This article was originally published in the November/December 1999 issue of Home Energy Magazine. Some formatting inconsistencies may be evident in older archive content.
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Home Energy Magazine Online November/December 1999
More Money for Green HousesFinancing that dream green home may be getting easier. Fannie Mae, the nation's largest source of financing for home mortgages, is collaborating with the National Association of Home Builders (NAHB) Research Center to develop new mortgage products to support the growing green building industry. Fannie Mae's $100 million green mortgages investment pool is intended to promote the efficient use of resources in the design, construction, and operation of homes. Fannie Mae recognizes that owners of resource- and energy-efficient houses will reap energy savings, will have lower utility bills, and will therefore have greater monthly incomes than they would have if they had to pay larger utility bills. Fannie Mae plans to qualify borrowers for larger mortgages based on increased monthly incomes, provided that the houses they are buying are energy efficient at the time of purchase or that they plan to make cost-effective energy efficiency improvements immediately after they buy the house.
This green building initiative is being pilot tested in six cities: Atlanta, Columbus, Albuquerque, Denver, Los Angeles, and Seattle. These cities were chosen either because they already have green building programs or because local Fannie Mae partnership offices expressed strong interest in the initiative. The exact structure of the mortgage offerings and the exact definition of green housing will differ depending on the location. Various resource- and energy-efficient housing features may be more critical in one area than in another, depending on such factors as local climate, solar incidence, water resources, and energy costs.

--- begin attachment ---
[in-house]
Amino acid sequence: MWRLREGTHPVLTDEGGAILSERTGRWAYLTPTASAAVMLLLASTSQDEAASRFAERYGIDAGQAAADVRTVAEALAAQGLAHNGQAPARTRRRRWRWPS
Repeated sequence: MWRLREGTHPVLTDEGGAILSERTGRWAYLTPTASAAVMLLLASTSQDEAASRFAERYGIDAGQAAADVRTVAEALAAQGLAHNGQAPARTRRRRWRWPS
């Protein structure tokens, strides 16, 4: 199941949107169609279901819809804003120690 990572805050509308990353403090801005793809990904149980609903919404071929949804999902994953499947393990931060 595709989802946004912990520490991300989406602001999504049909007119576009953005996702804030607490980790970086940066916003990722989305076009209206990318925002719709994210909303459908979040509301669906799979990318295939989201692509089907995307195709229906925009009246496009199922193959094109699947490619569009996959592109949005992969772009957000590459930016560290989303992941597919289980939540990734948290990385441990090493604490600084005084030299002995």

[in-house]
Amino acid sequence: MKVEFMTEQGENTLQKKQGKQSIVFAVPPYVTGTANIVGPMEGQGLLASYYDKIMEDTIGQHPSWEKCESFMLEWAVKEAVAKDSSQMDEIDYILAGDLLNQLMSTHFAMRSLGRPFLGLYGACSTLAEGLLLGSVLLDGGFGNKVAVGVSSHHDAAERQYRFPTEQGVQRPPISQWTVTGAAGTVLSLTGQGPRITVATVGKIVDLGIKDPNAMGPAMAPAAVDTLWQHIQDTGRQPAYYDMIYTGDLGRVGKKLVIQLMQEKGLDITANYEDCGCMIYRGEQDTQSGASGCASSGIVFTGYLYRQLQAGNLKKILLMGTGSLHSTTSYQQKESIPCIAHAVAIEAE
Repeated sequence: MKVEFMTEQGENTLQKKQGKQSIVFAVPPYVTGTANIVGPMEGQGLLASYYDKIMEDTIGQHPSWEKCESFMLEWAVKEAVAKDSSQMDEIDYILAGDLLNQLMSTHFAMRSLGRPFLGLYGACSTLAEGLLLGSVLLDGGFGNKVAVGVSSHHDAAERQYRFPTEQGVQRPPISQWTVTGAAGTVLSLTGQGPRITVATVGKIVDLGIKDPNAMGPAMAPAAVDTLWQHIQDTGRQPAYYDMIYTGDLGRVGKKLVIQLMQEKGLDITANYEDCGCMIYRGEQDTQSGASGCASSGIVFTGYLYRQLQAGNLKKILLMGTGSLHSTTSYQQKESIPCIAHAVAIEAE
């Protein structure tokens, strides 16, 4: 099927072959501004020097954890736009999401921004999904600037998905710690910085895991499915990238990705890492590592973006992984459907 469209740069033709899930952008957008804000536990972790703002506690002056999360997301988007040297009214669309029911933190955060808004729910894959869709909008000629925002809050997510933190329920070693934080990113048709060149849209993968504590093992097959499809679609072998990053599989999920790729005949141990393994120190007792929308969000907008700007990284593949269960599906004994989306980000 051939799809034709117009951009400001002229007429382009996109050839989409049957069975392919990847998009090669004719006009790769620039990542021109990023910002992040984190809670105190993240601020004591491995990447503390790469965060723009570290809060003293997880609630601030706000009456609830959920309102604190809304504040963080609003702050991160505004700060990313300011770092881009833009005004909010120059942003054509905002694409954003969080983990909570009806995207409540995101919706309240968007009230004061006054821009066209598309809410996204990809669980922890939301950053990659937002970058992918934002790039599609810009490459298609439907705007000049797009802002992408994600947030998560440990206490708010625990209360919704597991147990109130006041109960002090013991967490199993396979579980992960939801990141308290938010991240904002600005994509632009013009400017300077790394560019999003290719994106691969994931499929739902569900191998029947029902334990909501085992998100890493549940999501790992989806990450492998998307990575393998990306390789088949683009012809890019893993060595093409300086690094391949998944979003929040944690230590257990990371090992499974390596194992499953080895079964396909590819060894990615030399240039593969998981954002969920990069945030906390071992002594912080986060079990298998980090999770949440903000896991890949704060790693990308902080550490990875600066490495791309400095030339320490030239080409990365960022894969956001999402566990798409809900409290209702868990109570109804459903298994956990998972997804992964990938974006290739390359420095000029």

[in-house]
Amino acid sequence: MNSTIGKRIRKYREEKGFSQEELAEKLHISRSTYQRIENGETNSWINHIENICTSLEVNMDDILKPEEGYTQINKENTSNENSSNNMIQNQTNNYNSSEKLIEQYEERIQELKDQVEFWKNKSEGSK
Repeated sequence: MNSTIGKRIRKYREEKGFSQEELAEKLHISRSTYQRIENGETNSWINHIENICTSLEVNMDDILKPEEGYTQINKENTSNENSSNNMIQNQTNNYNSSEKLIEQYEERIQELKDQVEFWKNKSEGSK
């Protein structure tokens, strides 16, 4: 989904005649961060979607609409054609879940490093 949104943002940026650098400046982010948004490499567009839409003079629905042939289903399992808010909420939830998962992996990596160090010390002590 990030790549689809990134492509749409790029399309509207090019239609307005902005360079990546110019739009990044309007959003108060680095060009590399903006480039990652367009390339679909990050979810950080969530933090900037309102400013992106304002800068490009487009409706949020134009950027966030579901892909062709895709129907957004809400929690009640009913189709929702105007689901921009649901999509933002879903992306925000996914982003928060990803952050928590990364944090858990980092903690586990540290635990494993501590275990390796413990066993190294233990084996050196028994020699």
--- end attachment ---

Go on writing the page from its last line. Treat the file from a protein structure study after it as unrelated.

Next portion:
Peter Yost of the NAHB Research Center is helping to define the draft criteria and acceptable methods for measuring a building's greenness. While not finalized yet, the criteria will be based in large part on the guide we wrote reviewing existing green building programs, says Yost. That guide is available on the Web at www.nahbrc.org. Home energy ratings are one means that will be used to assess the energy performance of a house. However, for new construction, sampling of like-built homes will probably be permitted in order to reduce the per home cost of an assessment--an option frowned upon by some raters, who worry about the potential liability for poorly performing homes that are approved by this sampling method. Builders are likely to meet the other green criteria through a prescriptive checklist. Builders or lenders who want more information on the green mortgage program can contact the local home builder's association, building industry association, or Fannie Mae partnership office.
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